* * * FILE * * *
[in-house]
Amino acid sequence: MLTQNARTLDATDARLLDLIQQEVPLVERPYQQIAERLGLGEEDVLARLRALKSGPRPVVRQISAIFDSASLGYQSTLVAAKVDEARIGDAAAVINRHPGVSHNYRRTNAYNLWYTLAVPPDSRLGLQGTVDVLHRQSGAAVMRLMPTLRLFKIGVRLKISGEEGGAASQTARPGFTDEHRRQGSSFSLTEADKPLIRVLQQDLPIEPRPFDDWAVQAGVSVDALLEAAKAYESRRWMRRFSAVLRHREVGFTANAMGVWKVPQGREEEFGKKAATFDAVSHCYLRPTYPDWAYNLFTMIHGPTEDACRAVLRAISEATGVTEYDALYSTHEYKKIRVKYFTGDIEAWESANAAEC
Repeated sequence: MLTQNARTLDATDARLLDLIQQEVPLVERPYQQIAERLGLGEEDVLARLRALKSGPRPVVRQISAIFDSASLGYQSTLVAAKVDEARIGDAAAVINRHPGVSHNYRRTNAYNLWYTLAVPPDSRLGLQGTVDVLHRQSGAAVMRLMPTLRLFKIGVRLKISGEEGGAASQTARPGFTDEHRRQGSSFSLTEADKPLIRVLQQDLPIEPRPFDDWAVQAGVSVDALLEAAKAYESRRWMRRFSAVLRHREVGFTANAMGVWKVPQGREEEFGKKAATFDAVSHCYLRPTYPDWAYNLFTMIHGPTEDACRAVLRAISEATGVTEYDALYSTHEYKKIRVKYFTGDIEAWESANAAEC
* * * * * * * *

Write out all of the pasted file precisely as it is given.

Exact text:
[in-house]
Amino acid sequence: MLTQNARTLDATDARLLDLIQQEVPLVERPYQQIAERLGLGEEDVLARLRALKSGPRPVVRQISAIFDSASLGYQSTLVAAKVDEARIGDAAAVINRHPGVSHNYRRTNAYNLWYTLAVPPDSRLGLQGTVDVLHRQSGAAVMRLMPTLRLFKIGVRLKISGEEGGAASQTARPGFTDEHRRQGSSFSLTEADKPLIRVLQQDLPIEPRPFDDWAVQAGVSVDALLEAAKAYESRRWMRRFSAVLRHREVGFTANAMGVWKVPQGREEEFGKKAATFDAVSHCYLRPTYPDWAYNLFTMIHGPTEDACRAVLRAISEATGVTEYDALYSTHEYKKIRVKYFTGDIEAWESANAAEC
Repeated sequence: MLTQNARTLDATDARLLDLIQQEVPLVERPYQQIAERLGLGEEDVLARLRALKSGPRPVVRQISAIFDSASLGYQSTLVAAKVDEARIGDAAAVINRHPGVSHNYRRTNAYNLWYTLAVPPDSRLGLQGTVDVLHRQSGAAVMRLMPTLRLFKIGVRLKISGEEGGAASQTARPGFTDEHRRQGSSFSLTEADKPLIRVLQQDLPIEPRPFDDWAVQAGVSVDALLEAAKAYESRRWMRRFSAVLRHREVGFTANAMGVWKVPQGREEEFGKKAATFDAVSHCYLRPTYPDWAYNLFTMIHGPTEDACRAVLRAISEATGVTEYDALYSTHEYKKIRVKYFTGDIEAWESANAAEC